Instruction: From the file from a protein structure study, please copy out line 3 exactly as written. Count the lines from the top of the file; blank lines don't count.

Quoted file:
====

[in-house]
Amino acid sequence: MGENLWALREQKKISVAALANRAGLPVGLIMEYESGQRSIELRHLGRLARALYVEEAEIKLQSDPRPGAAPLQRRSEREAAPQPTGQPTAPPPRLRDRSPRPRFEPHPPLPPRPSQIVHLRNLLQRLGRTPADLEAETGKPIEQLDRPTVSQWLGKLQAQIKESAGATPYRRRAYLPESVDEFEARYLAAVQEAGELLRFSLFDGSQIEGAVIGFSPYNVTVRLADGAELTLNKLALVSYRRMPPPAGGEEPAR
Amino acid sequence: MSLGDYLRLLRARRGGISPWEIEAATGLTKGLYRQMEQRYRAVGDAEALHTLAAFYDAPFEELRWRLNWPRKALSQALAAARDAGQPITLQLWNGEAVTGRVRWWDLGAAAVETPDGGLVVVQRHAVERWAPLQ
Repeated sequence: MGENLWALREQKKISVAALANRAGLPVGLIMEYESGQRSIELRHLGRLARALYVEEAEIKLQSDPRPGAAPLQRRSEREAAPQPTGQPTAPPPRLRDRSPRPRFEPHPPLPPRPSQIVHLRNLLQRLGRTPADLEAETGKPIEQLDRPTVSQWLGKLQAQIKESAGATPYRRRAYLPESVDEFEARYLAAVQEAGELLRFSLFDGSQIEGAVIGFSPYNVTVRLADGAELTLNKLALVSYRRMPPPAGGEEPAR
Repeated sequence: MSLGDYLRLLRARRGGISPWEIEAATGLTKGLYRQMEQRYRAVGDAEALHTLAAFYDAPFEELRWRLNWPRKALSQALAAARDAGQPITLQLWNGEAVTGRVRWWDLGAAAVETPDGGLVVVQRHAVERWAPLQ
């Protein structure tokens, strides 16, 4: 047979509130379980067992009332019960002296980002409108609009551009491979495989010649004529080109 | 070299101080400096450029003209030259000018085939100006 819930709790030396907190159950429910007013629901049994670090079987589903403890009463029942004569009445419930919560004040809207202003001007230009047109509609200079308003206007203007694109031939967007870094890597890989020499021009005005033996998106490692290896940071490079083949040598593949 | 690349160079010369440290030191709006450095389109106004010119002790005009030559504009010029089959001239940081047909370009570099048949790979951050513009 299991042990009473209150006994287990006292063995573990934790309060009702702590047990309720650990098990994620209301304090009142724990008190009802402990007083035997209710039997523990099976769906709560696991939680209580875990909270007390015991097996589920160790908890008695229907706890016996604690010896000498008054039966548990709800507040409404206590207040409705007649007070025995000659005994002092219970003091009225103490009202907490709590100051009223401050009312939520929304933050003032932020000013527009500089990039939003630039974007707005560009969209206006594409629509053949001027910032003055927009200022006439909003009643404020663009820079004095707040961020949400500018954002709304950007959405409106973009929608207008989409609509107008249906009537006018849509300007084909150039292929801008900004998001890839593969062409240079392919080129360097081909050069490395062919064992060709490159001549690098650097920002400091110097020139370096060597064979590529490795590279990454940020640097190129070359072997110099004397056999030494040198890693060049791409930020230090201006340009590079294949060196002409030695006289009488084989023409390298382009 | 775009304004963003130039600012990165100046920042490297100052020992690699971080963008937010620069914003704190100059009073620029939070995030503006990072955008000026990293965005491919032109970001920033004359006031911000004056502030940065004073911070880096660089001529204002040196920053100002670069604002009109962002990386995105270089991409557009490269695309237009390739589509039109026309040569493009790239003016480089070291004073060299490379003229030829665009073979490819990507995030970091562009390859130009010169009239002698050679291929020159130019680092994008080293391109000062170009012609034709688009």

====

Amino acid sequence: MSLGDYLRLLRARRGGISPWEIEAATGLTKGLYRQMEQRYRAVGDAEALHTLAAFYDAPFEELRWRLNWPRKALSQALAAARDAGQPITLQLWNGEAVTGRVRWWDLGAAAVETPDGGLVVVQRHAVERWAPLQ